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Is there any limitations in functions declaring?

For example, this piece of code returning unsat.

from z3 import *

def one_op (op, arg1, arg2):
    if op==1:
        return arg1*arg2
    if op==2:
        return arg1-arg2
    if op==3:
        return arg1+arg2

    return arg1+arg2 # default

s=Solver()

arg1, arg2, result, unk_op=Ints ('arg1 arg2 result unk_op')

s.add (unk_op>=1, unk_op<=3)

s.add (arg1==1)
s.add (arg2==2)
s.add (result==3)
s.add (one_op(unk_op, arg1, arg2)==result)

print s.check()

How Z3Py interpret declared function? Is it just calling it some times or some hidden machinery also here?

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1 Answer 1

up vote 1 down vote accepted

In the function call one_op(unk_op, arg1, arg2), unk_op is a Z3 expression. Then, expressions such as op==1 and op==2 (in the definition of one_op) are also Z3 symbolic expressions. Since op==1 is not the Python Boolean expression False. The function one_op will always return the Z3 expression arg1*arg2. We can check that by executing print one_op(unk_op, arg1, arg2). Note that the if statements in the definition of one_op are Python statements.

I believe your true intention is to return a Z3 expression that contains conditional expressions. You can accomplish that by defining one_op as:

def one_op (op, arg1, arg2):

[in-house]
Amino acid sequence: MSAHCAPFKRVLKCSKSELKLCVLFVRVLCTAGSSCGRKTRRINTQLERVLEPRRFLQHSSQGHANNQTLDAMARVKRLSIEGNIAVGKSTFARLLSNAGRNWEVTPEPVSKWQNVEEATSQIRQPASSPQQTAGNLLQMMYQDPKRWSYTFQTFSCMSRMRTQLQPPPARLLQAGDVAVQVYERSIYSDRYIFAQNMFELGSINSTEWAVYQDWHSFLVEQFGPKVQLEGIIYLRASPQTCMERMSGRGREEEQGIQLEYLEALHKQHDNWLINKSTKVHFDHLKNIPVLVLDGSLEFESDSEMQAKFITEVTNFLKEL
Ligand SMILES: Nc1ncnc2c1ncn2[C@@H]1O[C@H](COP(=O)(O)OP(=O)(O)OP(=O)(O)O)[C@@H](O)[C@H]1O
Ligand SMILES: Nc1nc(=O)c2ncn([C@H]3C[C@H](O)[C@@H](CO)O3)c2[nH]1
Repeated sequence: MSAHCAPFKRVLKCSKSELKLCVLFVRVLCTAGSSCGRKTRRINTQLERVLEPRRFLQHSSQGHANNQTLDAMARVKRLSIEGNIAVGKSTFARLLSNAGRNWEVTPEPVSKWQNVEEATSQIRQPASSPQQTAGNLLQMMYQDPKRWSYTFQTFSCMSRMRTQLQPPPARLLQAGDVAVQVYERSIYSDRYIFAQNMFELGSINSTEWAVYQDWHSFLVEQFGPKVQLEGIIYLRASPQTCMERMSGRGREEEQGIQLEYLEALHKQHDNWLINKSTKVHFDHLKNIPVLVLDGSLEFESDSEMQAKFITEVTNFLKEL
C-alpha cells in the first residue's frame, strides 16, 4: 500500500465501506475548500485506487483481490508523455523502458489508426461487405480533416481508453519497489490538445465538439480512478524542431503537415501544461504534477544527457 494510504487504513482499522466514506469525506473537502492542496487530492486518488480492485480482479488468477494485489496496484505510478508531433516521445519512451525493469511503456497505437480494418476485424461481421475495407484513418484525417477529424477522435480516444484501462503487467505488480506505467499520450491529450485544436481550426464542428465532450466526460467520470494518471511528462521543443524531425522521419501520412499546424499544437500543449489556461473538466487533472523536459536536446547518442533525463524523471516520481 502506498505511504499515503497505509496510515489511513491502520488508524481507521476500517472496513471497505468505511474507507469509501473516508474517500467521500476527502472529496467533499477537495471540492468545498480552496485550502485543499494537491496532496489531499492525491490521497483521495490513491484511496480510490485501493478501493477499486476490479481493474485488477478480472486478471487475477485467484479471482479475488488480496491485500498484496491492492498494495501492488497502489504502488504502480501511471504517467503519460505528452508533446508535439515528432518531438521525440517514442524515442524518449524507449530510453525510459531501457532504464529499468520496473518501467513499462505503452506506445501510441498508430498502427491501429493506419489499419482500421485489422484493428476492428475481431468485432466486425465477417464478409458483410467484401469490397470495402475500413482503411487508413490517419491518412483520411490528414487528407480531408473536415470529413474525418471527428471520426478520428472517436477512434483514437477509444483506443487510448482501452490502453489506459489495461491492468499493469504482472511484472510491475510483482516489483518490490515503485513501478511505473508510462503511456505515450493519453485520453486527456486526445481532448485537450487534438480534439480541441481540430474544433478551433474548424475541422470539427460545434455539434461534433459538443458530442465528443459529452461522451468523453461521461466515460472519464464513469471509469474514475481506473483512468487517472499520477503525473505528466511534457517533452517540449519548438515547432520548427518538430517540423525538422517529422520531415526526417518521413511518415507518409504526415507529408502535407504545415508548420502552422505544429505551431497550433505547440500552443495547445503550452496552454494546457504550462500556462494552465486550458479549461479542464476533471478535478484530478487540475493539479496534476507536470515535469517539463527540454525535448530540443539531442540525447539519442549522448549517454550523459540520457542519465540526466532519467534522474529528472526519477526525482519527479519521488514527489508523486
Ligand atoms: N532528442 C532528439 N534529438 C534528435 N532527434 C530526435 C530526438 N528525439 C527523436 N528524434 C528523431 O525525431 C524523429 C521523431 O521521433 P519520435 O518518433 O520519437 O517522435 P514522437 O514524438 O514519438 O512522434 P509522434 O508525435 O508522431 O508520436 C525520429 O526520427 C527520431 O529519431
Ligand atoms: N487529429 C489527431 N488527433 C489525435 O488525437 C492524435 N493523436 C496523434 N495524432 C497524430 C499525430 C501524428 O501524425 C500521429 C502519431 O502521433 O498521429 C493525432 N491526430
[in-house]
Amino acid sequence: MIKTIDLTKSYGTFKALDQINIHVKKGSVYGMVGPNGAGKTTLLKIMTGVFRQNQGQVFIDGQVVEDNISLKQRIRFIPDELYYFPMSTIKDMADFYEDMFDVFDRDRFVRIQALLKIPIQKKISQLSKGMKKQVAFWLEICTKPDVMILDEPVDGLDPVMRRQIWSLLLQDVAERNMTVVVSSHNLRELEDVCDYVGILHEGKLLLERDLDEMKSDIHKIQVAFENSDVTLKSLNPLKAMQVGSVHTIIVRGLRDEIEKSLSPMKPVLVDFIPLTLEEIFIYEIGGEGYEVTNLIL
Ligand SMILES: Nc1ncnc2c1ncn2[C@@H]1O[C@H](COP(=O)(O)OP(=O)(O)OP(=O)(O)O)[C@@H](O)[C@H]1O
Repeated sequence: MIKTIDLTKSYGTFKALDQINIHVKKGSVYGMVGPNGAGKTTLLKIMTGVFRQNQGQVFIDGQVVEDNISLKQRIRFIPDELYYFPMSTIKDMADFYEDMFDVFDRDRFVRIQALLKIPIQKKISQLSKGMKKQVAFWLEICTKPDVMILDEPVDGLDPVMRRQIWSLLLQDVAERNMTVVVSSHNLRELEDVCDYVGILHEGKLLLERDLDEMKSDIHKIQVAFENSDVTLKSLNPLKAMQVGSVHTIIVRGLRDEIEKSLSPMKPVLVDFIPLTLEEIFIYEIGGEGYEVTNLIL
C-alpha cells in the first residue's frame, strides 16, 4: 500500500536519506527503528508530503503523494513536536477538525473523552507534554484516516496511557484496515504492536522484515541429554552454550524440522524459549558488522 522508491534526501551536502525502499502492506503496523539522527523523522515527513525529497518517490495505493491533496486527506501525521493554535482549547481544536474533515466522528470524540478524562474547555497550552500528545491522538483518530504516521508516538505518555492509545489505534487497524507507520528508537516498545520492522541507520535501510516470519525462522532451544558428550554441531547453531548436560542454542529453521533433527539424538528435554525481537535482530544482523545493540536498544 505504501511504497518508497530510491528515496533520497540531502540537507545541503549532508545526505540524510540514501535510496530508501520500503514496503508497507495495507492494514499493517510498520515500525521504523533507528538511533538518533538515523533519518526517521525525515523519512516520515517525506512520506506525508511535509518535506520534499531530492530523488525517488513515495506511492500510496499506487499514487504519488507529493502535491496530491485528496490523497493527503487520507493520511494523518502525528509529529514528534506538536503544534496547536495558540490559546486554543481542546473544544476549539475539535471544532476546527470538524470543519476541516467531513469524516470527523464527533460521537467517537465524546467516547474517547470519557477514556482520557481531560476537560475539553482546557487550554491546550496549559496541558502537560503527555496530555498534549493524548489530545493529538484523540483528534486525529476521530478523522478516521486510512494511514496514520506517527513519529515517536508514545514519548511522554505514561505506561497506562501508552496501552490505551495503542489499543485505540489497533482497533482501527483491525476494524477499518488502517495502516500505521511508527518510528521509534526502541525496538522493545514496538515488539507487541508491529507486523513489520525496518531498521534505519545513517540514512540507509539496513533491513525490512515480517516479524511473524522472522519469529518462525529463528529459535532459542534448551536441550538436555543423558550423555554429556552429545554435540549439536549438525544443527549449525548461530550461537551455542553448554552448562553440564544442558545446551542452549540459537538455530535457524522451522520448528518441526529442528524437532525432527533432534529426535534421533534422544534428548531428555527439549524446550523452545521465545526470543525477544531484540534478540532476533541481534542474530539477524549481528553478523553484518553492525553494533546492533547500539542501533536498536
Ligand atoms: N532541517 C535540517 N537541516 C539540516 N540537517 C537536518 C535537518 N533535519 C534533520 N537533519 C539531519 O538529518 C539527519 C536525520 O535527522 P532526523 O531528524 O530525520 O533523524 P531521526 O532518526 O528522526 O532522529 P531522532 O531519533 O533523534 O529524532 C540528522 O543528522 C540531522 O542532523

return  If(op==1,
               arg1*arg2,
               If(op==2,
                  arg1-arg2,
                  If(op==3,
                     arg1+arg2,
                     arg1+arg2)))

Now, the command If builds a Z3 conditional expression. By using, this definition, we can find a satisfying solution. Here is the complete example:

from z3 import *

def one_op (op, arg1, arg2):
    return  If(op==1,
               arg1*arg2,
               If(op==2,
                  arg1-arg2,
                  If(op==3,
                     arg1+arg2,
                     arg1+arg2)))

s=Solver()

arg1, arg2, result, unk_op=Ints ('arg1 arg2 result unk_op')

s.add (unk_op>=1, unk_op<=3)
s.add (arg1==1)
s.add (arg2==2)
s.add (result==3)
s.add (one_op(unk_op, arg1, arg2)==result)

print s.check()
print s.model()

The result is:

sat
[unk_op = 3, result = 3, arg2 = 2, arg1 = 1]
share|improve this answer
    
Ah, so the function should return Z3 expression, it's like a expression constructor! –  Dennis Yurichev Aug 10 '12 at 16:47
    
Yes, you are correct. –  Leonardo de Moura Aug 10 '12 at 16:50

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